Ultrarunner Rob Krar Wants Your Help in Saving the Grand Canyon

In a fresh approach to land conservation, the Sierra Club has partnered with ultrarunner Rob Krar to create a short film. Chasing the Distance, which premiered Tuesday, offers a peak into the lives of Krar and his wife, Christina Bauer, chronicling their strong connection with each other, and with an area of the proposed Greater Grand Canyon Heritage National Monument in Arizona.

"We've used inspirational videos for a while now," says Dan Chu, a director at the Sierra Club. "But focusing on ultra-endurance athletes like Rob is new territory for us, and we're excited to see where it leads."

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Rob Krar, a 10-year resident of Flagstaff, Arizona, started running the trails in and around the Grand Canyon in 2009. In 2014, he won the Leadville 100 and the Western States 100, and repeated at Western States in 2015. He currently holds the fastest known time for single (rim to rim) and double (rim to rim to rim) crossings of the Grand Canyon. "The land surrounding the Grand Canyon is really special for Christina and I — to be able to escape to a place with so few people, to sleep under the stars, to be able to run through old-growth Ponderosa pine forest and stark red sandstone in one outing — it's just incredible."

The proposed Greater Grand Canyon Heritage National Monument encompasses 1.7 million acres of visually spectacular land, mostly on the north side of the Grand Canyon, a haven for hiking, mountain biking, horseback riding, camping, hunting, and fishing. Besides the recreational value, the land is important — for natural resources, as well as religious and cultural significance — to at least 11 Native American groups, including the Kaibab Paiute, the Navajo Nation, and the Hopi, Zuni, Hualapai, and Havasupai tribes.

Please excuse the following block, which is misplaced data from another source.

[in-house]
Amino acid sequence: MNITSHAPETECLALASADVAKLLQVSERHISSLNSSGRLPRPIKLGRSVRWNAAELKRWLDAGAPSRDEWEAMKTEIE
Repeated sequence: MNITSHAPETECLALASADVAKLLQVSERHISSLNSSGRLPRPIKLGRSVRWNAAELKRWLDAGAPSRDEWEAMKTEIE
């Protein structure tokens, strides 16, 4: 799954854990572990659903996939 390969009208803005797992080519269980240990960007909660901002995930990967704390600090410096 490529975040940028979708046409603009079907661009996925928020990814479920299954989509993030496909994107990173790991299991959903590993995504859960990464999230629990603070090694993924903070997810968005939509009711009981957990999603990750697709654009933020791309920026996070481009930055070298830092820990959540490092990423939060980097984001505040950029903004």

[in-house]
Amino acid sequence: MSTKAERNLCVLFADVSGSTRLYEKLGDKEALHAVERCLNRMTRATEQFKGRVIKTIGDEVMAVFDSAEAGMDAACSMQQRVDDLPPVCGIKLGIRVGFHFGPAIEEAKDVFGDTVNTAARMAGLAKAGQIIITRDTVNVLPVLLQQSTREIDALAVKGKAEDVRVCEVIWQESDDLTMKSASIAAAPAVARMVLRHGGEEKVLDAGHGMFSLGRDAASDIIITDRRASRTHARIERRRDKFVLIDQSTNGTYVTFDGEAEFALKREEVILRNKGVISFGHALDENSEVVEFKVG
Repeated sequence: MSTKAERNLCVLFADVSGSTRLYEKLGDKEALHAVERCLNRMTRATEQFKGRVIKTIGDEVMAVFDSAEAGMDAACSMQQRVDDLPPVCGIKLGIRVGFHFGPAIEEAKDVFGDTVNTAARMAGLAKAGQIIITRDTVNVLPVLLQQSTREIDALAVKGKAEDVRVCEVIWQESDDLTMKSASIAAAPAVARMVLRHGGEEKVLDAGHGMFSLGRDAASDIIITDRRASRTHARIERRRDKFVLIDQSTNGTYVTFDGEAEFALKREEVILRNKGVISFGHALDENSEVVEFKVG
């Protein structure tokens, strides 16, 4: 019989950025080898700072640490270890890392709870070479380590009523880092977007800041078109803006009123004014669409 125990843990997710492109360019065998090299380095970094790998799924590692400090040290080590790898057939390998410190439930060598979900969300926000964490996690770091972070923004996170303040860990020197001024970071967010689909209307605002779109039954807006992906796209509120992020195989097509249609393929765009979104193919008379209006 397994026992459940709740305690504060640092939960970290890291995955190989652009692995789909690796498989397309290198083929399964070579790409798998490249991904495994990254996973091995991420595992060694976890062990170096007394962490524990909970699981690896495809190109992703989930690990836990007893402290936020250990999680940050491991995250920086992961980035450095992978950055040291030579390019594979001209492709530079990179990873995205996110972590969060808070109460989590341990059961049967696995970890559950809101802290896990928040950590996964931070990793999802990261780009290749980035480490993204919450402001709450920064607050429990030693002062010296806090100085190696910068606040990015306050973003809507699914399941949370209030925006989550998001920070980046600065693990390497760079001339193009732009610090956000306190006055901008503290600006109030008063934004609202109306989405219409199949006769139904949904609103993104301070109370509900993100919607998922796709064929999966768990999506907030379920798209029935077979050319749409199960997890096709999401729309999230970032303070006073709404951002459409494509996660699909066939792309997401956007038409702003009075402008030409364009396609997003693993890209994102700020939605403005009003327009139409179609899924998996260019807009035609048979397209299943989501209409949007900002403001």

The land is also a rich source of information about human history. More than 3,000 Native American archaeological sites have been documented within the proposed national monument. "There is evidence that this region has been fully occupied by humans for at least 10,000 years," says Kimberly Spurr, an archaeologist based in Flagstaff.

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The biggest threat to these lands is pollution from uranium mining, which has already contaminated both groundwater and surface-water sources (including those used for drinking water). To that effect, in 2012, Secretary of the Interior Ken Salazar ordered a 20-year ban on new uranium claims on public lands surrounding the Grand Canyon, which protected two-thirds of the lands included in the Greater Grand Canyon Heritage National Monument from new mines. But the Sierra Club says it's not enough. "There have been repeated attempts to roll it back, and it's not a permanent moratorium," says Sandy Bahr, the Sierra Club's Grand Canyon Chapter Director. Currently, both the National Mining Association and Nuclear Energy Institute are suing to block the ban in federal court.

The Sierra Club hopes Chasing the Distance will inspire viewers to sign an online petition asking President Obama to designate the area as a national monument, protecting it permanently. Krar, who reveals in the film that running is his major coping mechanism for clinical depression, says that protecting the land where he runs is more than just good environmental stewardship, it's personal. "I find peace with the Grand Canyon."

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